Optimizing Direct Mail Campaigns

Direct Mail Campaigns (and their online equivalents) continue to be a popular method to promote a company's offer to potential customers.  All of us have received letters from retail stores, financial institutions and other companies with special offers that prompt us to take speedy action to avail of a discount, a bonus or similar attractive proposition.  In most cases, I tend to discard these letters without opening them and in rare cases I open them before deciding that they don't apply to me.  My behavior is not unique; typical response rates for direct mail campaigns hover around 2% - 3% which means most folks who receive these direct mailers tend to discard them.  For companies, this is obviously not good news.  Each mailer costs them money (printing and postage) so it is in their best interest not to send out a direct mail to someone that is not likely to respond positively to a campaign.

So for example, a company sends out 1,000,000 direct mailers and gets a response rate of 1%, that is, 10,000 people respond positively to the campaign.  In order to obtain 10,000 responses, if there was a way for the company to send out fewer than 1,000,000 direct mails, that would save the company time, effort and money.  But is there a way to do this?  Using, data mining, companies can.  In today's post, we explore the use of a decision list algorithm to solve this problem and based on fictional data, we evaluate the benefits that a company can realize as a result of optimizing their direct mail campaigns.

As always, we first start with the data which is as follows:

As can be seen, we have 13,504 records in our data set with each record reflecting the response (0 = negative; 1 = positive) of a customer to a particular campaign.  Additionally, we have data about each customer such as age, income, marital status, etc and in cases where the response was positive, we have information about the product purchased and the date of purchase.

Upon creating a cross tab report to evaluate the success of this campaign, we observe the following result:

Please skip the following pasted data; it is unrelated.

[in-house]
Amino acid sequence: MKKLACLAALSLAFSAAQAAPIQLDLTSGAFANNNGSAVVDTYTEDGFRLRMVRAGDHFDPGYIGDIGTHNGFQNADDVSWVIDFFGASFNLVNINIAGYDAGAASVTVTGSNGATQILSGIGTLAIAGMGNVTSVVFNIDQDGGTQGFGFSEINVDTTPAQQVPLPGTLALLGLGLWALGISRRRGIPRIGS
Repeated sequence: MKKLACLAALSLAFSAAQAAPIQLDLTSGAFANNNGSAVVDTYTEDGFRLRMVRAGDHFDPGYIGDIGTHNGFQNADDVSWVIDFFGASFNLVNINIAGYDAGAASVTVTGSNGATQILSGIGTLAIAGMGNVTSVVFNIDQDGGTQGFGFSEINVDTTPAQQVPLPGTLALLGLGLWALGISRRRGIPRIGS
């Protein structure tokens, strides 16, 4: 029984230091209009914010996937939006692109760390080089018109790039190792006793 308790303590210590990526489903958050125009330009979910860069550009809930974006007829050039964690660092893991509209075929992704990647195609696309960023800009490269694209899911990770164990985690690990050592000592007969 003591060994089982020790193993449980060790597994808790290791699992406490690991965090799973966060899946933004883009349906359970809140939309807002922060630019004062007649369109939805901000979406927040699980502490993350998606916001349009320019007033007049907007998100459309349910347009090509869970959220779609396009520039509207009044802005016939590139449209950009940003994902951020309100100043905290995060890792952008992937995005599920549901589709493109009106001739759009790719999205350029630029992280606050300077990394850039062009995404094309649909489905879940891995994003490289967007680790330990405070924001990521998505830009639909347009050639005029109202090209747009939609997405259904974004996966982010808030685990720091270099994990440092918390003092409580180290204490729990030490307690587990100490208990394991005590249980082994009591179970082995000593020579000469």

What this table indicates is that we sent out 13,504 direct mailers and obtained 1,952 positive responses for a response rate of 14.45% (remember this is fictional data!).  What we will now attempt to do, is to use a decision list algorithm so we can better predict those that are likely to respond positively to a campaign such that we arrive at 1,952 positive responses using fewer direct mailers than the original 13,504.  In order to do this, the algorithm will study the historical behavior of the prospects and try to identify subgroups or segments that show a higher or lower likelihood of a binary (yes or no) outcome relative to the overall sample.

By running the data through the Decision List algorithm, we observe the following results:

At the top of the table, we see a summary of the original data, that is, 13,504 direct mailers sent out for a response rate of 14.45%.  Below this line, we see that the Decision List algorithm has broken the data set down into 7 distinct segments or sub groups.  These sub groups are created based on demographic, economic and behavioral variables present in the data set.  For example, we note that only 21.98% of customers in the age group 30 - 34 are likely to respond positively to the campaign where as 85.69% of those customers with an income exceeding 55,267 are likely to respond positively to the campaign.

Based on the segments identified above and assuming that each direct mailer costs $1, we observe the following savings for the company:

The savings of $7,750 are realized because we were able to identify a group of 7,750 prospects that were unlikely to respond positively to the campaign and therefore the company could save costs by not mailing the campaign out to them.